Finally, we can see that the verb "to take" is used more often in ME and NE than in OE (cf. the average percentage of 0,147 % in OE with 0,177 % in ME and 0,164 % in NE). It can be explained by the fact that starting from ME period the given semantic conversives has been actively used in various constructions like "to take keep", "to take regard of" or "to take one's leave", whereas in Old English it was used, as a rule, in its direct meaning of getting something in your possession, e.g.:
OE Dracan ec scufun,
wyrm ofer weallclif, leton weg niman,
flod f??mian fr?twa hyrde. [2, p.74].
NE The dragon they cast,
the worm, o'er the wall for the wave to take,
and surges swallowed that shepherd of gems.
ME And thus with good hope and with herte blithe
They take hir leeve, and homeward gone they ride
To Thebes, with his olde walles wide.
3.3.3. Diachrony of the Semantics of the Verb "to sell".
39 meanings of the verb "to sell" (including the Old English meaning of "to give") were realized in the three texts (see Supplement 3 for all the examples of the given verb's usage in "Beowulf").
Table 3. The Diachrony of the Verb "to sell" in the English Language.
№ Verb Text Period Number Percentage (of the word stock)
1 sellan1 "Beowulf" OE 25 0,139 %
2 sellen "The Canterbury Tales" ME 16 0,0101 %
3 sell "Don Juan" NE 8 0,0063 %
The quantitative data suggest that in comparison with OE period, the given verb is far less rarely used in ME and NE. It happened so because of the narrowing of its meaning: in Old English "sellan" was used simultaneously with the verb "?ifan", whereas ME "sellen" and NE "sell" belong to the sphere of LSP and are therefore used mostly in the special records or texts.
We suggest that the verb "to sell" (OE sellan, ON selja, OI selja) originated from the Gothic "saljan" that meant "to bring an offering to a god". This assumption is further verified by the following example from "Beowulf":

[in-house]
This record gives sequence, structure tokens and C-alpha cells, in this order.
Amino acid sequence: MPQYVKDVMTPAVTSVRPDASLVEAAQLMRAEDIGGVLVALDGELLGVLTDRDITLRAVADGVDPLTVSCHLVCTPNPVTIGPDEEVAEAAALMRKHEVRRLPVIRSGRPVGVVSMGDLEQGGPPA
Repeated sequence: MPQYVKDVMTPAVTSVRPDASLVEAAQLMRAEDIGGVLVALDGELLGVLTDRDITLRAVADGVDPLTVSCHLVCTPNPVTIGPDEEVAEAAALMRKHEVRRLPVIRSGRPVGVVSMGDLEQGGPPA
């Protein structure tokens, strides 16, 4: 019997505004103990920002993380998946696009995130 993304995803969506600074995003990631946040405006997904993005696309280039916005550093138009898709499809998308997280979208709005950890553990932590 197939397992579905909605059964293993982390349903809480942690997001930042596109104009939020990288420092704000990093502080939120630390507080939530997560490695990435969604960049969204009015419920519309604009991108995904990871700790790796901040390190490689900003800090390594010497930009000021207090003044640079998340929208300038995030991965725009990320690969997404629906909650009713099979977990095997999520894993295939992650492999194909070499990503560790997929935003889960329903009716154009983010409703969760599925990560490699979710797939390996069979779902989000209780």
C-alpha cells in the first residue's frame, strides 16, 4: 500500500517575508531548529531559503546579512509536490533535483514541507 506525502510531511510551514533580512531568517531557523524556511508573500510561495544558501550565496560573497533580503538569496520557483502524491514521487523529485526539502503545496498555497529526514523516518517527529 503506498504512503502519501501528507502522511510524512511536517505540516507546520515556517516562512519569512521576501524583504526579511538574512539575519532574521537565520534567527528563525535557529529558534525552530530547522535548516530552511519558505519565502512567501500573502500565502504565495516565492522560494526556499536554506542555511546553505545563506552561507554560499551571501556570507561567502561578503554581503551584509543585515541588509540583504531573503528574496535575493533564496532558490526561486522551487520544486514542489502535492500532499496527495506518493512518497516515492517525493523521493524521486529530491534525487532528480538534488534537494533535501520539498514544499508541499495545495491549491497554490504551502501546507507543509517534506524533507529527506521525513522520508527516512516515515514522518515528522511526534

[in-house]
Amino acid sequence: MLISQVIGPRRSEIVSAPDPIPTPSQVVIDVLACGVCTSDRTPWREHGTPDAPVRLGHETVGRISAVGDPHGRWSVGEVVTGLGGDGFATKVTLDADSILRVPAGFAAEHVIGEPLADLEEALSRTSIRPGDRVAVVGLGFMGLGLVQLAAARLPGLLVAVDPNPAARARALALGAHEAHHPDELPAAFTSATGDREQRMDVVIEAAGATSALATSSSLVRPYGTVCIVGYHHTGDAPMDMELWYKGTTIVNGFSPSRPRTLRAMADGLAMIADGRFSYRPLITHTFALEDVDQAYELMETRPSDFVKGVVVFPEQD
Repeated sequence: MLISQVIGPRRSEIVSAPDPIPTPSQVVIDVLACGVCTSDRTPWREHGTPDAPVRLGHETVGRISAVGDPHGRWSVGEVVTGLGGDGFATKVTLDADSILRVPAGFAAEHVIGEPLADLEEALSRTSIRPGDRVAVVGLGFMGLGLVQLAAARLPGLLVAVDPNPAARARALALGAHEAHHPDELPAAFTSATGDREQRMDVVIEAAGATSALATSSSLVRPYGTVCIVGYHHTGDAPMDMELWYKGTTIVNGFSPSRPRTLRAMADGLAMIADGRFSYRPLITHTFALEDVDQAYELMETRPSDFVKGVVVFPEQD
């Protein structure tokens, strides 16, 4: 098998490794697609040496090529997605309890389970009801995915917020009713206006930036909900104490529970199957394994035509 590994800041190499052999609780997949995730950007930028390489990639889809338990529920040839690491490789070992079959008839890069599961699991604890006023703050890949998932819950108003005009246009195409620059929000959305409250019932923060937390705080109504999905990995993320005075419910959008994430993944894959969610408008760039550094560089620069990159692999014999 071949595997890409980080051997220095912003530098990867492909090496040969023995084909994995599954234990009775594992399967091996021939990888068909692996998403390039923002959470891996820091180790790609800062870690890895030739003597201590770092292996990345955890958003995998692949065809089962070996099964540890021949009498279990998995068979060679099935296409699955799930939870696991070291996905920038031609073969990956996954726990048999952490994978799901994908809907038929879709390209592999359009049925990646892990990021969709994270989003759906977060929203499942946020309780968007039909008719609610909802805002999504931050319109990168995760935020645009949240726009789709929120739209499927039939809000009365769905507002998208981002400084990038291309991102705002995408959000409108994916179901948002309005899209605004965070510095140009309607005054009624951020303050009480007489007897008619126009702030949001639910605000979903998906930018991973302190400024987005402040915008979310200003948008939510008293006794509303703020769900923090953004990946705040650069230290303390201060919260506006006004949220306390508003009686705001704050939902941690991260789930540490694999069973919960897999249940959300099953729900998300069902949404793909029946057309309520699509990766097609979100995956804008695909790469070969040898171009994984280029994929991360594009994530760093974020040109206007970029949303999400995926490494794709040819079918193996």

OE Ne gefr?gn ic freondlicor feower madmas
golde gegyrede gummanna fela
in ealobence o?rum gesellan.
NE For I heard of few heroes, in heartier mood,
with four such gifts, so fashioned with gold,
on the ale-bench honoring others thus!
Indeed, here the verb "sellan" has a meaning of honoring somebody with something (usually with an exuberant gift).
The original meaning was further transformed in OE. We can outline three major meanings of the OE "sellan":
1) to give;
2) to give up;
3) to sell.
It was already mentioned that the third meaning (which is dominant in NE) was rarely used in Anglo-Saxon, whereas the first two meanings were much more common. The textual analysis of "Beowulf" and "The Canterbury Tales" shows that OE sellan was hardly ever used in its present-day meaning of "to give up, deliver, or exchange (property, goods, services, etc.) for money or its equivalent". This meaning became dominant in the ME period. Instead, the more general meaning of "to give" was much more common. Cf.:
ME Well coud he in eschaunge sheeldes selle [5, p.6].
OE ?a he him of dyde isernbyrnan,
helm of hafelan, sealde his hyrsted sweord [2, p.16].
NE Cast off then his corselet of iron,
helmet from head; to his henchman gave.
OE Dyde him of healse hring gyldenne
?ioden ?risthydig, ?egne geseald.[2, p. 67]
NE From his neck he unclasped the collar of gold,
valorous king, to his vassal gave it.
We think that this narrowing of the meaning took place, because at first such an act of selling was